Outgoing Swiss Finance Minister Ueli Maurer managed to push the boundaries of government collegiality without fully breaching the time-honoured code of conduct, according to the media.
After serving 14 years in Switzerland’s executive cabinet, Maurer announced on Friday his intention to step down at the end of the yearExternal link.
Several media compared him to Christoph Blocher, another heavyweight in the rightwing Swiss People’s Party whose own ministerial reign ended in controversyExternal link.
Blocher was unseated by parliament in 2007 following complaints that he too frequently spoke out and acted against cabinet decisions. While cabinet debates can be fierce behind closed doors, all ministers are expected to fully back final decisions that are taken by the multi-party executive body, which is also known as the Federal Council.
Maurer, 71, is part of the same People’s Party generation that transformed it into Switzerland’s leading political party. He has served in cabinet since 2009, first as defence minister and since 2016 in charge of the country’s finances.
“Maurer succeeded where Blocher failed”, said the Blick newspaper on Saturday, which labeled his reign as a successful contradiction between airing his personal beliefs and toeing the cabinet line.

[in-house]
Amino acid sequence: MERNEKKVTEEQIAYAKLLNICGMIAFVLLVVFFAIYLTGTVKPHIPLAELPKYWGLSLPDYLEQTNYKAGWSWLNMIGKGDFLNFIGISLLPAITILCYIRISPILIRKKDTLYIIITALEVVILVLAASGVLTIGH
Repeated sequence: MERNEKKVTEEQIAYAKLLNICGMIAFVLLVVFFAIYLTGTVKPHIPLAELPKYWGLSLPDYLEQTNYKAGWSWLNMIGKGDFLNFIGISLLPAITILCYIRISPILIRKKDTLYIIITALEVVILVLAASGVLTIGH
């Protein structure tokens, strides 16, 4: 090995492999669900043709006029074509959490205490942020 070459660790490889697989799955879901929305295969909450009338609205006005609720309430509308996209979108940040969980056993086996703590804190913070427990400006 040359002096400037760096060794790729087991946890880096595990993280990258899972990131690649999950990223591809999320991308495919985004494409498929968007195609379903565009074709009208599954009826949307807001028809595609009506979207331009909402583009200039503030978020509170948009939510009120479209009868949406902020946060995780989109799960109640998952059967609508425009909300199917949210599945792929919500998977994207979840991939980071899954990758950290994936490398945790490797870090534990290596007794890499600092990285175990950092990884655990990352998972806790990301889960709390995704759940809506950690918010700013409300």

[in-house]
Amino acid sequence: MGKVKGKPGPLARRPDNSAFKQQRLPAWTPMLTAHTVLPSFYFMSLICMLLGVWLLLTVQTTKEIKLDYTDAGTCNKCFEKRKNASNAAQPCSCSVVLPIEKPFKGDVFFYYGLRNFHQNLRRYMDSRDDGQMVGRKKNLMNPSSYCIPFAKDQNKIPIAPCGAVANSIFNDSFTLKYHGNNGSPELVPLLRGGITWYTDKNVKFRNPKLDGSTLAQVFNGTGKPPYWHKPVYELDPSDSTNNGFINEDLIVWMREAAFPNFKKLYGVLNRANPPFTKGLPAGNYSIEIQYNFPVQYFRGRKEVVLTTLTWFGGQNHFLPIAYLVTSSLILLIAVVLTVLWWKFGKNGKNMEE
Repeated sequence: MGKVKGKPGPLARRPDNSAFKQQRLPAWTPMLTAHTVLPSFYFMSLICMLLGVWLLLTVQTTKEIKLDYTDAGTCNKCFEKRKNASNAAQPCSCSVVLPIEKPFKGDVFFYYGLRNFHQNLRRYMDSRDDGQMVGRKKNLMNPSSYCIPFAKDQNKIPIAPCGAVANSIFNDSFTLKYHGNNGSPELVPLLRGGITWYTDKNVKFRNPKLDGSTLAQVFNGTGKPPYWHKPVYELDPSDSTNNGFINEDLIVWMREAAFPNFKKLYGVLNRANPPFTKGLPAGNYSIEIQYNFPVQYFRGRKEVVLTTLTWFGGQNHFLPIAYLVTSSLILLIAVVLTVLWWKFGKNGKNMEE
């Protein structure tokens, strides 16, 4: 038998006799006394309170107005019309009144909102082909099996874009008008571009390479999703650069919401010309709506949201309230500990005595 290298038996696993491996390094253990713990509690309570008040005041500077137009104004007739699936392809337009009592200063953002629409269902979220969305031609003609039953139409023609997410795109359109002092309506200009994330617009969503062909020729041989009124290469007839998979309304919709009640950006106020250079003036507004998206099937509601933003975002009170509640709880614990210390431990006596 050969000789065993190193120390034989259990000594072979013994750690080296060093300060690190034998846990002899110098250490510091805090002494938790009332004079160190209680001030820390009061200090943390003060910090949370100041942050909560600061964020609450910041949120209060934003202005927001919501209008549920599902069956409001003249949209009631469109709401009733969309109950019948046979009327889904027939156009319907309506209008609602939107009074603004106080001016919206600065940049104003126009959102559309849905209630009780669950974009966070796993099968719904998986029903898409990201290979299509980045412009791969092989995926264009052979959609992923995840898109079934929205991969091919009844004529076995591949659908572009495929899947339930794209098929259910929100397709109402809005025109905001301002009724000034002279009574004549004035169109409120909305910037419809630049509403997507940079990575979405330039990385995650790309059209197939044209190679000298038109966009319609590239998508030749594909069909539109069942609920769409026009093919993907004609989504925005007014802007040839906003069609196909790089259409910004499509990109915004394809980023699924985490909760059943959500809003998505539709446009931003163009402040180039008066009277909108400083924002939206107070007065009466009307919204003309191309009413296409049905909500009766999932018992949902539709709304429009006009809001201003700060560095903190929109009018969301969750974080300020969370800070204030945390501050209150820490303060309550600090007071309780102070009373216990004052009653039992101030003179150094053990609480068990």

"Lightning-fast, capricious mind"
“He switched from party leader to the Federal Council at the push of a button – from one day to the next he was suddenly reticent,” states the newspaper’s opinion column.
Such reticence did not stop Maurer from wearing an anti-vaccine shirt at the height of the pandemic. But he managed to carry this off unscathed.
Le Temps labels Maurer a “political dinosaur” who got away with outdated views on women and taking liberties with ministerial collegiality.
The newspaper points to his failures to purchase Gripen fighter jetsExternal link as defence minister and tax reformsExternal link as finance minister. “But at the end of the day he has succeeded in imposing his own line.”
The Neue Zürcher Zeitung commemorates Maurer’s 44 years in politics. “It wasn’t always easy with him. But the country owes him a lot,” said the newspaper’s editorial.
Despite sometimes being “capricious” with other ministers and known to storm out of media interviews, his “lightning-fast mind” was behind an increased defence budget and the creation of a national Cyber Security Centre.
Most media agree that Maurer’s resignation marks the end of a political era and the opening of a new chapter from next year.
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